What are you trying to do?

Iron Man getting caught

I’m going to describe a situation where I felt like Pepper Potts, surprising Iron Man when he delivered that great line “let’s face it, this isn’t the worst thing you’ve caught me doing.” But before I get to that story…

The customer was a bit more embarrassed than Tony

I haven’t talked enough about what questions you SHOULD be asking. I’ve covered models for considering what tools to choose for collaborative conversations. There’s posts on my site about how we should work together and exploring why you need to have a mind open to change. One of the promises of this site is to encourage you to replace the “which tool question” with other questions, or at least start in a different place.

Let’s start with a baby step. It may even feel like a “which tool when” question. In my recent work with healthcare customers in Scotland, we’ve been spending a fair amount of time improving their basics. This is how that conversation typically goes:

“Chris, we think there’s a way to use Office 365 to improve process X.”

“OK, what are you trying to do?”

“We’re using [Email / Excel] to do X, and it’s really slow and painful.”

“Let’s abstract what you’re trying to accomplish and see if there’s a better way.”

90% of the time, what they’re trying to do fits one of these simple categories, which is easily mapped onto the following tools in the Office 365 toolbox.

What we’re trying to doWhat we’re usingThe new way to do it
Conversations: smallEmailTeams
Conversations: bigEmailYammer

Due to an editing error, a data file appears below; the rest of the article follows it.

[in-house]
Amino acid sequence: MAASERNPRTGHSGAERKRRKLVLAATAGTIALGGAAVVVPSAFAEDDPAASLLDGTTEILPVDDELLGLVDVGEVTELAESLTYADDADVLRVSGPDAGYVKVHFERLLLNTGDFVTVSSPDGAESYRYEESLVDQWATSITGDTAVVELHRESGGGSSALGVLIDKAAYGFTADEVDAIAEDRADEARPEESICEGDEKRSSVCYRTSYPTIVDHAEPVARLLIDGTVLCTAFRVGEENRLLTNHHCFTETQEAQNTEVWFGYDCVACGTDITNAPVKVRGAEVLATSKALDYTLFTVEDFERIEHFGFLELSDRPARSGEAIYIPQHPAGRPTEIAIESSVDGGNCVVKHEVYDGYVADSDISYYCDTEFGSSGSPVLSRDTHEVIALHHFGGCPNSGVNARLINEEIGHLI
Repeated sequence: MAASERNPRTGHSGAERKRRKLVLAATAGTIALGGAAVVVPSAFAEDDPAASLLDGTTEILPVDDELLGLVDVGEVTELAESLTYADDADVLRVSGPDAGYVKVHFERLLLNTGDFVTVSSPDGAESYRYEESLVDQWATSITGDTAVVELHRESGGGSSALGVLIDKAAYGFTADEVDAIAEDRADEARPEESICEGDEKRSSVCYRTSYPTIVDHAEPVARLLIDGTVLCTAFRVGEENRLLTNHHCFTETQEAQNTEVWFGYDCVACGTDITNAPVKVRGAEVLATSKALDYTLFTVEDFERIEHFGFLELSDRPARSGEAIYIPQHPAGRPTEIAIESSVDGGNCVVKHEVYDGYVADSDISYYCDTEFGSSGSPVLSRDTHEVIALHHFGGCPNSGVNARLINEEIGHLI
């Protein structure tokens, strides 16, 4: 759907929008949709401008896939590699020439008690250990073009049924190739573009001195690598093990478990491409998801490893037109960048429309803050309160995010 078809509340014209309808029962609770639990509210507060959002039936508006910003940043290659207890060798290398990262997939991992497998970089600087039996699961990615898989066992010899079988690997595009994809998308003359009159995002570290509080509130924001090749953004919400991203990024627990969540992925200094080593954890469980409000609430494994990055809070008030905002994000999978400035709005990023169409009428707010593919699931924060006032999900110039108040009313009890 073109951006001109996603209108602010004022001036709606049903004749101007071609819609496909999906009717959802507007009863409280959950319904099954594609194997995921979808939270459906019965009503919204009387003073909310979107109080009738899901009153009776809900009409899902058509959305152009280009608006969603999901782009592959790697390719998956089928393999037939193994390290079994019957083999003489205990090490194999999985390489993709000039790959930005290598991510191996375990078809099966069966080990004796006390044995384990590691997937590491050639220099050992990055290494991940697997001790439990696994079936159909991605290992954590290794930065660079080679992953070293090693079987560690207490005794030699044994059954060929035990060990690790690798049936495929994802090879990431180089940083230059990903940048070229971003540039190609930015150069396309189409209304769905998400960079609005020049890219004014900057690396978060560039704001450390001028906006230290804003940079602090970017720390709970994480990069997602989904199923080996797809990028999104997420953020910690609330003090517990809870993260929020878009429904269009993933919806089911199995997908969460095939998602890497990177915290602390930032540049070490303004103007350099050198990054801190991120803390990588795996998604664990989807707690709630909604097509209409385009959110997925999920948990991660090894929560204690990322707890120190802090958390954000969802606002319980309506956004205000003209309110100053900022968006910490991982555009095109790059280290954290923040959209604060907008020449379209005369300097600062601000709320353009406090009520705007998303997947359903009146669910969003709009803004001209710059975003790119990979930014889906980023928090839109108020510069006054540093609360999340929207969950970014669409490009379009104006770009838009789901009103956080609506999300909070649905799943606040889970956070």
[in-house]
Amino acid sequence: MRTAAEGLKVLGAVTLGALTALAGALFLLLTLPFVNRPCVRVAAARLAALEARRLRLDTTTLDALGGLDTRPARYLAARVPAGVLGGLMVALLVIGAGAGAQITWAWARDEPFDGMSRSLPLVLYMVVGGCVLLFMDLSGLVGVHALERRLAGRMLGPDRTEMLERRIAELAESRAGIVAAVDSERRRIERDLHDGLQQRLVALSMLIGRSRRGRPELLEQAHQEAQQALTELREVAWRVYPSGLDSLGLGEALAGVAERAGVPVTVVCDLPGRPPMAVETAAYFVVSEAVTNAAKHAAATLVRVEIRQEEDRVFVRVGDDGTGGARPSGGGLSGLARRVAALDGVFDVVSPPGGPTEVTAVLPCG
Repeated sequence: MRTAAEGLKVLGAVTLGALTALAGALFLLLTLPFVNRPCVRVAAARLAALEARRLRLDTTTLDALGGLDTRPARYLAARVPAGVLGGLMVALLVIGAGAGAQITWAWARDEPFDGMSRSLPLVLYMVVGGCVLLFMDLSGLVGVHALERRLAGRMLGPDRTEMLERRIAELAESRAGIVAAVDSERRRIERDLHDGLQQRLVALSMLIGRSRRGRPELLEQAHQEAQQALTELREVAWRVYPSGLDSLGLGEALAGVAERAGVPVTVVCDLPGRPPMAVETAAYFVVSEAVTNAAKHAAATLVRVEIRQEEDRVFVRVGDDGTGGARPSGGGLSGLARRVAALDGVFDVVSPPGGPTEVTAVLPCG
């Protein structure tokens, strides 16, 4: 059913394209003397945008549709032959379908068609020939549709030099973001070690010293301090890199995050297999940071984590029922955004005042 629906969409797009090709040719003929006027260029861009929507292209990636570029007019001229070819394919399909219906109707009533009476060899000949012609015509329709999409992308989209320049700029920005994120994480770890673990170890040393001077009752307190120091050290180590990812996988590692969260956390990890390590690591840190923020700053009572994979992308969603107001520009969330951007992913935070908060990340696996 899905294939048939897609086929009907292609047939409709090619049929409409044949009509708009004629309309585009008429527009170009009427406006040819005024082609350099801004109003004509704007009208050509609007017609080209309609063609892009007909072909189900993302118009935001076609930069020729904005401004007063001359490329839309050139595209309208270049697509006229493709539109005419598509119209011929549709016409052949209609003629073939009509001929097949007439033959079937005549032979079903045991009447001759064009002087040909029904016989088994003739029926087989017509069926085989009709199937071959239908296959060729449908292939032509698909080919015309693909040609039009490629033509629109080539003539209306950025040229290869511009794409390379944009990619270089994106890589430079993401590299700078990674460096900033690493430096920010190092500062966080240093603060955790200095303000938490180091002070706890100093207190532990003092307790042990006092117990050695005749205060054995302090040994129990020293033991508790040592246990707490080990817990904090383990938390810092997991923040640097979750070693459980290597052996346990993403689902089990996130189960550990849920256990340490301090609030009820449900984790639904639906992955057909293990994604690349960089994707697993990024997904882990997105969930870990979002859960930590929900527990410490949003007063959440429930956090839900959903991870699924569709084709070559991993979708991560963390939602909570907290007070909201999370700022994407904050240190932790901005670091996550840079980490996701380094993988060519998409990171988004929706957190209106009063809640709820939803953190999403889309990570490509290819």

File collaborationEmailTeams
Corporate NewsEmailSharePoint news
Approval requestEmailApprovals app
Task listEmail / ExcelTo-Do and Planner
Tracking stuffExcelLists / PowerApps
FormsExcel / WordForms / PowerApps

What are you REALLY trying to do? That’s the first question to ask. If you’d started with “how do we use Teams better?” you’d very possibly head down the wrong path. This is why we see comms teams trying to put everyone in the organisation into one Team, for example. A better example is a real one I was presented earlier this year. Yes, this is the Iron Man story. I’ll leave it anonymous to protect the guilty 😉

I was asked to help a team use OneDrive more effectively. When I asked what they’re trying to do, they were trying to collect a set of numbers from every ward in every hospital in the country several times a day. They’d been using an Excel spreadsheet on a shared network drive. And they were wondering if using OneDrive would help with the edit clashes. OK, not the worst thing I’d caught them doing… Taking a step back, we designed and built a PowerApp for them in a few hours. Putting that in a Team channel then gives them automated reminders and notifications for important updates with the reporting app and dashboards a click away.

This brings me to an all-important but often neglected step in making these shifts: change management. A 5-minute demo of the modern way of doing the old thing is enough to get a team’s attention, but change is hard. To get buy in from the whole team, you have to sweeten the pot. It’s usually simple enough to add some automation by including Power Automate to get some real efficiencies.

So, it’s best to abstract what you’re trying to accomplish to something as simple as one of the items in the left column above, then see if a simple tool lying around was made for that job.